We have not seen the sun for a few days.
It welcomed us on the day of our arrival, opening up the land around, sharing the colours of the foliage, parading the snow capped mountains in the distance. The second day teased us with more warmth to accompany a walk to the lake, enticing a dip into the still waters, with early fall like temperatures for a soothing, gentle swim. And then the sun went away.
A cyclone on the Bay of Bengal, thousands of kilometres in the south east, had churned the air and folded in the northern cold with the ground moisture, ushering in a mass of clouds mixed with spots of rain. The temperatures hover around 20 degrees but the morning chill of the damp air brought out layers of clothing to be peeled away come mid-afternoon, and drawn in more tightly for the evening supper.
The tiny moments of rain were mere teardrops compared to the buckets poured over the city of Amritsar a week ago. But there would be no slowing down; the people barreled on, unabated. Heads down, backs bent leaning forward, slicing through the curtain of water, averting pools of water and navigating the narrow passages through the town.
And we do the same; slower, more deliberate, knowing our time is short, capturing the sensations of this idyllic little oasis.
Butterflies and birds abound. We watch the fluttering tiny yellow wings amidst the lush greenery, the larger ones with white spotted wings hovering over each flower, or the taste of a rainbow flapping and floating through the vines. We listen to the twill of birdsong, the chorus of replies, the swish of air from the flock in showcase formation over the lake.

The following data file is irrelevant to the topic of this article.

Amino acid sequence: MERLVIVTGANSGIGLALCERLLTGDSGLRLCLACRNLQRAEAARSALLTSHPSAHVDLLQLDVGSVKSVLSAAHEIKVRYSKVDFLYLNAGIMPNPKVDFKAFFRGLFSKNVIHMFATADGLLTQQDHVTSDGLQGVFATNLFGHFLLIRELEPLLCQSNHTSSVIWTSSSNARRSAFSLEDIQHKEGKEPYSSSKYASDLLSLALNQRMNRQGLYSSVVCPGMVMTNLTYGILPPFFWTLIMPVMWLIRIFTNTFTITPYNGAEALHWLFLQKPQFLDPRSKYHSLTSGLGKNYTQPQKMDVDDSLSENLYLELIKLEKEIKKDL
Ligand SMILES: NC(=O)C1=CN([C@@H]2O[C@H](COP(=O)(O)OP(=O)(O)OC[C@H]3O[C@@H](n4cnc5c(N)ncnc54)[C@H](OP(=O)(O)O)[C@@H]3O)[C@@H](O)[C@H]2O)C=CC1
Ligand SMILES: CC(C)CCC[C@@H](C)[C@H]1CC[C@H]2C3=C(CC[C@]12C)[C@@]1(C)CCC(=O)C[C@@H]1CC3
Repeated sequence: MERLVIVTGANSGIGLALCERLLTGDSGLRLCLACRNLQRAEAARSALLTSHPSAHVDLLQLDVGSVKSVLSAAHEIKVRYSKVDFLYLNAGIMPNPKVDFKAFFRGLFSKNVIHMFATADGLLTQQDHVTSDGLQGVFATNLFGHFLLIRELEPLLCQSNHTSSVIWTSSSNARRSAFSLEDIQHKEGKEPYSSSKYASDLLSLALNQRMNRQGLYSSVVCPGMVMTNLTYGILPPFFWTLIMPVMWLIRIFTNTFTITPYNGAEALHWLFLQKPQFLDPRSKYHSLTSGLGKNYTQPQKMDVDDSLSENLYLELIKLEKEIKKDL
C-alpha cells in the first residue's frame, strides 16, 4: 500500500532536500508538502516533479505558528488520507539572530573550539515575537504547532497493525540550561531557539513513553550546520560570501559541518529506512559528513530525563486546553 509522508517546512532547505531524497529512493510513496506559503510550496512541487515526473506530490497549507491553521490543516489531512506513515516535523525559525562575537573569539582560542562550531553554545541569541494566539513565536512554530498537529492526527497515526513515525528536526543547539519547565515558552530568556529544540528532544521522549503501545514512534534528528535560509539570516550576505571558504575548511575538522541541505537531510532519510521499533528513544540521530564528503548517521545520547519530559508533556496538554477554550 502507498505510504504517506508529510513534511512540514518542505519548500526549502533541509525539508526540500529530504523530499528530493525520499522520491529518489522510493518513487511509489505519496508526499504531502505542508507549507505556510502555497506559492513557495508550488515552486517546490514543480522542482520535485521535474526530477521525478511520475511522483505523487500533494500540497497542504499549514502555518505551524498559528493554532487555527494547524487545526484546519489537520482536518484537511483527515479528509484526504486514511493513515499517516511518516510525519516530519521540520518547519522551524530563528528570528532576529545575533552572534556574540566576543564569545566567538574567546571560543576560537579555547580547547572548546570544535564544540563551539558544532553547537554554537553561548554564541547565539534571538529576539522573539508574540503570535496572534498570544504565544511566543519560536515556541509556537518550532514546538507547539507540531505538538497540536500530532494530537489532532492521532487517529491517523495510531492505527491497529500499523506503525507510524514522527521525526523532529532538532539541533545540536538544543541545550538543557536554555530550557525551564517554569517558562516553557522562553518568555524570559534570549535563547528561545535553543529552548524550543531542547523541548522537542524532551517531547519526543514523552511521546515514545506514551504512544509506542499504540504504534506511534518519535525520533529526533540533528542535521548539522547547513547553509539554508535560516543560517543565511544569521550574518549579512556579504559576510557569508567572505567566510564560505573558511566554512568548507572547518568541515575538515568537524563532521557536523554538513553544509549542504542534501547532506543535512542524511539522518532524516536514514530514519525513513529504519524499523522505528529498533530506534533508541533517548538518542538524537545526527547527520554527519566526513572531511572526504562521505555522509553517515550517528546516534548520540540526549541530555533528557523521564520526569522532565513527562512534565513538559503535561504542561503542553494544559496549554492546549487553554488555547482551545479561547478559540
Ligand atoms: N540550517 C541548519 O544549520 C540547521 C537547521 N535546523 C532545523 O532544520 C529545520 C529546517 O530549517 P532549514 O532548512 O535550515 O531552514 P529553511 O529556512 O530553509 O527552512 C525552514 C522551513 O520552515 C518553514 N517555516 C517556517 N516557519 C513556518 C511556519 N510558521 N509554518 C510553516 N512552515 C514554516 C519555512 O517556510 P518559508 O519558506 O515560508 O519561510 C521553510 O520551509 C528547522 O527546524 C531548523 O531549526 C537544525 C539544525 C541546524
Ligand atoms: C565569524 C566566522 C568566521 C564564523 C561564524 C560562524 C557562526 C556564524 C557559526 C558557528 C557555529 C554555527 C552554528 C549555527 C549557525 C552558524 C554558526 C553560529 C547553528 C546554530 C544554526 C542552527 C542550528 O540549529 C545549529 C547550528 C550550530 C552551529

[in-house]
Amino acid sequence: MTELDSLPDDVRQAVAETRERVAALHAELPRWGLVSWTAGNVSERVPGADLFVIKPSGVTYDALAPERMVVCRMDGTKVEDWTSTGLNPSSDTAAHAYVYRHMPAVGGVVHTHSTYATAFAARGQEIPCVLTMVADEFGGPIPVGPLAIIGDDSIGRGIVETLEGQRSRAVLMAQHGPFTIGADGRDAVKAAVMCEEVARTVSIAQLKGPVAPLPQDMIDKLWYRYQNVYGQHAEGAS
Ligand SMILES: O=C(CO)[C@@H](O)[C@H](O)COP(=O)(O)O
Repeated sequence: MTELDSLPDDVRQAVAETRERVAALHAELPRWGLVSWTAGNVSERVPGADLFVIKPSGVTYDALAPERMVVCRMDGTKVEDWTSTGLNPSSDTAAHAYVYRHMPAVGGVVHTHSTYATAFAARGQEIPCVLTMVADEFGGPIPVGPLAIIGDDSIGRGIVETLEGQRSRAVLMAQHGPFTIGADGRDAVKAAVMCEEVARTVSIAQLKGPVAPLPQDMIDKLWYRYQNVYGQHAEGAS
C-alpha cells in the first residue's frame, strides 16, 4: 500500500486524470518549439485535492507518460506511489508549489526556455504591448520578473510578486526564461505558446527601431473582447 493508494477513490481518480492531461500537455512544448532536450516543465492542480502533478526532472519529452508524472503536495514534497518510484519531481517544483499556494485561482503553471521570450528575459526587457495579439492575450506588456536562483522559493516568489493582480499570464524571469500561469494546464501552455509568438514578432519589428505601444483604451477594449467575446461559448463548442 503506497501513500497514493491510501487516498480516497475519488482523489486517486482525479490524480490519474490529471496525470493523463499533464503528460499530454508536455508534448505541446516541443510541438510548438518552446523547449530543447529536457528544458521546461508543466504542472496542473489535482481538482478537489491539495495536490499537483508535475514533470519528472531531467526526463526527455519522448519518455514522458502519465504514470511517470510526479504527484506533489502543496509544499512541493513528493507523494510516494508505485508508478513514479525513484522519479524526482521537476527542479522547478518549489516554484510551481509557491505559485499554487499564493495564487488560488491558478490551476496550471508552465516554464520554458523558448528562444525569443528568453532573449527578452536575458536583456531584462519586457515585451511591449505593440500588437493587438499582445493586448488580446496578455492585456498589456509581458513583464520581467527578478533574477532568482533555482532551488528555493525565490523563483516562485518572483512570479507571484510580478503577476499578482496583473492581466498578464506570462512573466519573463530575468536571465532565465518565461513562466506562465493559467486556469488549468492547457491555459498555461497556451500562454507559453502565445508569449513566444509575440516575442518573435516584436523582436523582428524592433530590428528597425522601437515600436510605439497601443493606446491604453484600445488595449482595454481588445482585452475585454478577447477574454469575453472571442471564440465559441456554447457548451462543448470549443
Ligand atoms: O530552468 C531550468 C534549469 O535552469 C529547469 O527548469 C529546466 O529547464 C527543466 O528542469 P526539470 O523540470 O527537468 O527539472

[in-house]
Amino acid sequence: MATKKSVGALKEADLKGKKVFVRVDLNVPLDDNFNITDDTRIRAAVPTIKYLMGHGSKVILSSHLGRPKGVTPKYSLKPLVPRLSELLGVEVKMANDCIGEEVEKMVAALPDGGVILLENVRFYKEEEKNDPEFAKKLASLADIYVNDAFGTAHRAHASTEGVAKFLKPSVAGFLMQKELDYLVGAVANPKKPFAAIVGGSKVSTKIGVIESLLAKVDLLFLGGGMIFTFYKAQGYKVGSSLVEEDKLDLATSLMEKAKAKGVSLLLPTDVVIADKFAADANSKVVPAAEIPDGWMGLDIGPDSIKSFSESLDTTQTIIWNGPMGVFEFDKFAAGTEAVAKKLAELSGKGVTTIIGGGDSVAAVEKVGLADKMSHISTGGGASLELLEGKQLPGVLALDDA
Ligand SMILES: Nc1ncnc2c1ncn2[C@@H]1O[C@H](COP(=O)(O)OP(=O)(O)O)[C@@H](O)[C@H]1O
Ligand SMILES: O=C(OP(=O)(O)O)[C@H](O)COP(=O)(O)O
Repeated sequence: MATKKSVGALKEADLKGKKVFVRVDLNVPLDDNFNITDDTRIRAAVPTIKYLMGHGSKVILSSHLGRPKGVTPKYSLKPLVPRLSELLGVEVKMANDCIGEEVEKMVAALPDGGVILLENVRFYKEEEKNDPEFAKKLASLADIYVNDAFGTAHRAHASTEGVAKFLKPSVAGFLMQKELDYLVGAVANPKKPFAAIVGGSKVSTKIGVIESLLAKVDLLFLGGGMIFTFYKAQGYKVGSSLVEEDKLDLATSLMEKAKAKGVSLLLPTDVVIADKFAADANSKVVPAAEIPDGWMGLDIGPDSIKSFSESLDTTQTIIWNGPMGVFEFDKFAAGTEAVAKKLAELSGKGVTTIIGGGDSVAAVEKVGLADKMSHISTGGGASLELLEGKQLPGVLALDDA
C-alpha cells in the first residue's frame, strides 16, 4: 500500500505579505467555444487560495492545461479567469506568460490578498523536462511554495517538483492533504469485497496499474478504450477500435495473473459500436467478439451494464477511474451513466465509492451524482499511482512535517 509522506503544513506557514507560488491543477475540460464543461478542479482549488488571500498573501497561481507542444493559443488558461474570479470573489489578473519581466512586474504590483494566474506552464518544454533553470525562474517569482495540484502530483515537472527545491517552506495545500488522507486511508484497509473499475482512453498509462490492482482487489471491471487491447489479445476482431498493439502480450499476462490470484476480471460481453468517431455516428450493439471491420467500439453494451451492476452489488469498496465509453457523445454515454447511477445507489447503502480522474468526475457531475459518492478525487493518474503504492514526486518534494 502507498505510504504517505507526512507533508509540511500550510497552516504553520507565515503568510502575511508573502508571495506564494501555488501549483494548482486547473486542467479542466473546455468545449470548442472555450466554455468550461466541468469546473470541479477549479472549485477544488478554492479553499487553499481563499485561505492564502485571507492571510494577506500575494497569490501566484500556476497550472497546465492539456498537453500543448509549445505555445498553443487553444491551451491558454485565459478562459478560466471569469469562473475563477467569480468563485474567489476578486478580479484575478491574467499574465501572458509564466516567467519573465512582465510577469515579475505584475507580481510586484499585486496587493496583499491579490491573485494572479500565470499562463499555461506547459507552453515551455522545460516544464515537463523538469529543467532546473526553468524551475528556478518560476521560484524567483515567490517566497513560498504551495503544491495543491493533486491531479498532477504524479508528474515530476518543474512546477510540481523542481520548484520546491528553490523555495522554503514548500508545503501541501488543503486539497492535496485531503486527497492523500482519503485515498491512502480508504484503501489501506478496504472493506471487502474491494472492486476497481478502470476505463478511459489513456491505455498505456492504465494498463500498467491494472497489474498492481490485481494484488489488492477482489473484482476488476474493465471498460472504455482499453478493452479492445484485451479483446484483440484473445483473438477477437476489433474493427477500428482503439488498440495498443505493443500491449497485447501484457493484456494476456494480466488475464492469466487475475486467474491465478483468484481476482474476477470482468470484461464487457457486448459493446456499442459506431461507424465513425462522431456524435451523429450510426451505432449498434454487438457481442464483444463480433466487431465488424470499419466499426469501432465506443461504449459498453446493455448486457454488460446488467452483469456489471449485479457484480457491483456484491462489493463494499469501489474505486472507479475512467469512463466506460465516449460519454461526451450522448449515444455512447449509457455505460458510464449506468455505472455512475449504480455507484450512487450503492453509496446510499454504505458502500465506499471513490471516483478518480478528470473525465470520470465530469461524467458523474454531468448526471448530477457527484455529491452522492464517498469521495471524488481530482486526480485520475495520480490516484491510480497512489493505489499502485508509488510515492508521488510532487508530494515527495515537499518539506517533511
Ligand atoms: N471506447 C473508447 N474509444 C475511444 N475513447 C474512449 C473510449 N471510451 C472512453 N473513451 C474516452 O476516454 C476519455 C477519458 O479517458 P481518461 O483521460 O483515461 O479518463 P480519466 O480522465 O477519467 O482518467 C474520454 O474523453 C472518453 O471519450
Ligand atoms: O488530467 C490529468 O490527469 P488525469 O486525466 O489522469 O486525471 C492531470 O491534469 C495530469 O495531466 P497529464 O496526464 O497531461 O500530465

You turn your head quickly to the right because in the periphery a branch in the distance sways dramatically, followed by frantic cackles. The troops of monkeys appear to be demarcating their territory, fortifying their stake on this plot with the eviction of all others.
Or maybe they are reacting to the leopard. We have been warned by the villagers that one is in the vicinity. Their children have been instructed to only venture out as a group and to carry their walking sticks. Before we return to our rooms, the hosts advises the group to use the same precautions.
Each night we retire to our tastefully decorated rooms, a very comfortable refuge from these recent damp days except….there are two twin beds rather than the queen we have grown accustomed. The amount of space is the same but the division is clear with a dividing gap in between making close quarters in the middle uncomfortable. So we sleep together, but separate.
The wonderful memories continue to accumulate. We cherish it all, lock, stock and ….
Well, maybe not everything.
One thought on “lock, stock, and two twin beds”
Hi, I am enjoying your readings you have written on the road less travelled. No matter where Larry and I have travelled, it’s the small towns I enjoy being most! I guess growing up in Toronto as a child I really love the quietness and quaintness of small towns. Enjoy your time there!❤️😀👍🇨🇦😇🙏